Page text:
Thaksin Shinawatra has a chequered reputation in the UK, but, given that he seems to have stood up to the monarchy in some way, is that reputation deserved?
Well, Thaksin didn't really stand up to the monarchy. His accomplishment, rather, was to win elections through a populist campaign. Thaksin was one of Thailand’s richest men, but he built up a support base in the rural areas by promising universal healthcare, assistance for farmers, and development funds for impoverished areas. His party swept the 2001 elections and, in doing so, really upset the urban elite.
As Prime Minister, Thaksin was a polarizing figure. His "War on Drugs" in 2003 was popular, but was stained by what appeared to be extra-judicial killings and heavy collateral damage. And, given his family’s wealth, there were always accusations of conflicts of interest. The family profited immensely by the sale of Shin Corporation to Singapore’s sovereign wealth fund—the law blocking such a sale had been amended under Thaksin’s watch.
What kind of opposition to the monarchy is there? Can there ever be concerns voiced about the monarchy? Is it something people do privately?
As you might imagine, even if people have their doubts about the monarchy, they are reluctant to express them openly. There is a lot of support for the monarchy, both as a tradition and as an indication of the genuine affection people feel for King Bhumipol.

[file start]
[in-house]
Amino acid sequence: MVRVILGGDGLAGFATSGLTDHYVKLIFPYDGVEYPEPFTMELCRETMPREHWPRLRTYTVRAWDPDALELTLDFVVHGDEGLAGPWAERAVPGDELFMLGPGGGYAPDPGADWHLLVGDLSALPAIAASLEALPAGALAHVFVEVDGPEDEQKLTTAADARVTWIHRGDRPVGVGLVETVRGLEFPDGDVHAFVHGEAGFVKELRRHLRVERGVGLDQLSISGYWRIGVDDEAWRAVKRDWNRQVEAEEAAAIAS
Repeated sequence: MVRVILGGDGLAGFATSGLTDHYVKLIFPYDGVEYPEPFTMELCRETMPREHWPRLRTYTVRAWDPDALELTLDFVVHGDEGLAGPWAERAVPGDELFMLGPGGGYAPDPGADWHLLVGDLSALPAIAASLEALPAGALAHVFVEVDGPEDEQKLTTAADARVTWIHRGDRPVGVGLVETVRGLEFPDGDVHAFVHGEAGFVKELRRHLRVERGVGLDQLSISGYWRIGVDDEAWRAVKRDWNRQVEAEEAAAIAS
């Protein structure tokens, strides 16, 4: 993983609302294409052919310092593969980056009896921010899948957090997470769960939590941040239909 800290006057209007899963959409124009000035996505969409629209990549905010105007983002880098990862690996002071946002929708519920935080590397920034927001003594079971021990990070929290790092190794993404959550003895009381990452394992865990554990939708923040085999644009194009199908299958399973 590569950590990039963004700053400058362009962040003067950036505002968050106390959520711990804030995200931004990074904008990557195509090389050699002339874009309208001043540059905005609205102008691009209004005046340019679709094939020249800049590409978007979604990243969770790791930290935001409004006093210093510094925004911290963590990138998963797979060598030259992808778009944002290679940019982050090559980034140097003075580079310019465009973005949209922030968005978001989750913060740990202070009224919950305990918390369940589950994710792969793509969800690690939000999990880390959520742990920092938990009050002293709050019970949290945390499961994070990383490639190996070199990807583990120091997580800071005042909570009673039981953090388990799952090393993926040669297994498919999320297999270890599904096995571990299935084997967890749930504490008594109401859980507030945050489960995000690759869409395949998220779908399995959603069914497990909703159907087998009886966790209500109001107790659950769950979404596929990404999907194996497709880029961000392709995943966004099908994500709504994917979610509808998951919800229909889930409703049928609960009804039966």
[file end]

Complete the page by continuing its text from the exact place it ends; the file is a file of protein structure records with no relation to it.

But plenty of gossip and rumour surround the royal family, much of it regarding Prince Vajiralongkorn. In unguarded moments, Thai friends will sometimes repeat some of the juicier nuggets.
Oh, what juicy nuggets might they be?
I wouldn't dream of spreading any rumors, which I'm sure are nothing but scurrilous falsehoods. I suggest googling "Thai prince foo foo birthday." Also, you may find WikiLeaks has what you need.
The fam (left to right): King Bhumibol Adulyadej, Prince Maha Vajiralongkorn and Queen Sirikit.
Excellent. Does the Thai government monitor its citizens very closely?
The government has stepped up its vigilance against perceived lese majeste violations. Human Rights Watch recently called attention to a government “war room” that monitors websites and social media for objectionable content. So there's a real risk that online criticism—whether deliberate or unintended—will be prosecuted.
Do you think this latest case will change anything? Could we see an international or domestic backlash?
Kanthoop’s case is, unfortunately, just one of many lese majeste cases in recent years. I don't see much possibility of a domestic backlash; her cause does not seem to have inspired widespread sympathy in the country.
Nor do international complaints accomplish much. Last year, a Thai-born US citizen was arrested while passing through Thailand and jailed for things he'd posted at his US-hosted website. American protests achieved nothing.
The current prime minister, Yingluck Shinawatra, is already widely seen as her brother Thaksin’s proxy. She will be reluctant to touch such an emotive issue.
Well, that seems both depressing and highly believable. Thanks Charles!
Follow Oscar on Twitter: @oscarrickettnow